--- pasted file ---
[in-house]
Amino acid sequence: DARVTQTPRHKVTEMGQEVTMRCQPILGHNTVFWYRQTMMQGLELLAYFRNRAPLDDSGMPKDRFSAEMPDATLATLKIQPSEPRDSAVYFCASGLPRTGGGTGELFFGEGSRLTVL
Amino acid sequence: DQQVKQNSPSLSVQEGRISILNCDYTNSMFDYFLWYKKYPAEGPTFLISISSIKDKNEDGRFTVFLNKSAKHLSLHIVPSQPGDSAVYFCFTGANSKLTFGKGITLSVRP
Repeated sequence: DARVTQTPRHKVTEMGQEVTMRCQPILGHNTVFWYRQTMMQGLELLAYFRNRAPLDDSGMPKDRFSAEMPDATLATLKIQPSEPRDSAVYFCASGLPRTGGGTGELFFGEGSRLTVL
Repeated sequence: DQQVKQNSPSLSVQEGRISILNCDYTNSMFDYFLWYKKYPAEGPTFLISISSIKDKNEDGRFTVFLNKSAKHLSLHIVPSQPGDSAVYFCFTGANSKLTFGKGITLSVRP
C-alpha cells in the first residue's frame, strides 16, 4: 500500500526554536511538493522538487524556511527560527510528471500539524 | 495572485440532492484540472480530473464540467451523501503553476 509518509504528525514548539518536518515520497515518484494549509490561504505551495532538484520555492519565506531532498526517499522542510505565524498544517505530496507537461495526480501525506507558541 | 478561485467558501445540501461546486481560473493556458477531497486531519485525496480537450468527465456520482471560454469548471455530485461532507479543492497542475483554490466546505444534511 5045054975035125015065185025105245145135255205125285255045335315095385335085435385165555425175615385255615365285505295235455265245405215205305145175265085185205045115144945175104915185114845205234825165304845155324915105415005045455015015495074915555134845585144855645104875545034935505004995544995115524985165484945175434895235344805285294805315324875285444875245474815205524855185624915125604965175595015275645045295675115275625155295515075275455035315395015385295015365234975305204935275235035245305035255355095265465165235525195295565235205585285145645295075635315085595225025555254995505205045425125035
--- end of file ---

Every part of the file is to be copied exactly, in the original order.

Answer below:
[in-house]
Amino acid sequence: DARVTQTPRHKVTEMGQEVTMRCQPILGHNTVFWYRQTMMQGLELLAYFRNRAPLDDSGMPKDRFSAEMPDATLATLKIQPSEPRDSAVYFCASGLPRTGGGTGELFFGEGSRLTVL
Amino acid sequence: DQQVKQNSPSLSVQEGRISILNCDYTNSMFDYFLWYKKYPAEGPTFLISISSIKDKNEDGRFTVFLNKSAKHLSLHIVPSQPGDSAVYFCFTGANSKLTFGKGITLSVRP
Repeated sequence: DARVTQTPRHKVTEMGQEVTMRCQPILGHNTVFWYRQTMMQGLELLAYFRNRAPLDDSGMPKDRFSAEMPDATLATLKIQPSEPRDSAVYFCASGLPRTGGGTGELFFGEGSRLTVL
Repeated sequence: DQQVKQNSPSLSVQEGRISILNCDYTNSMFDYFLWYKKYPAEGPTFLISISSIKDKNEDGRFTVFLNKSAKHLSLHIVPSQPGDSAVYFCFTGANSKLTFGKGITLSVRP
C-alpha cells in the first residue's frame, strides 16, 4: 500500500526554536511538493522538487524556511527560527510528471500539524 | 495572485440532492484540472480530473464540467451523501503553476 509518509504528525514548539518536518515520497515518484494549509490561504505551495532538484520555492519565506531532498526517499522542510505565524498544517505530496507537461495526480501525506507558541 | 478561485467558501445540501461546486481560473493556458477531497486531519485525496480537450468527465456520482471560454469548471455530485461532507479543492497542475483554490466546505444534511 5045054975035125015065185025105245145135255205125285255045335315095385335085435385165555425175615385255615365285505295235455265245405215205305145175265085185205045115144945175104915185114845205234825165304845155324915105415005045455015015495074915555134845585144855645104875545034935505004995544995115524985165484945175434895235344805285294805315324875285444875245474815205524855185624915125604965175595015275645045295675115275625155295515075275455035315395015385295015365234975305204935275235035245305035255355095265465165235525195295565235205585285145645295075635315085595225025555254995505205045425125035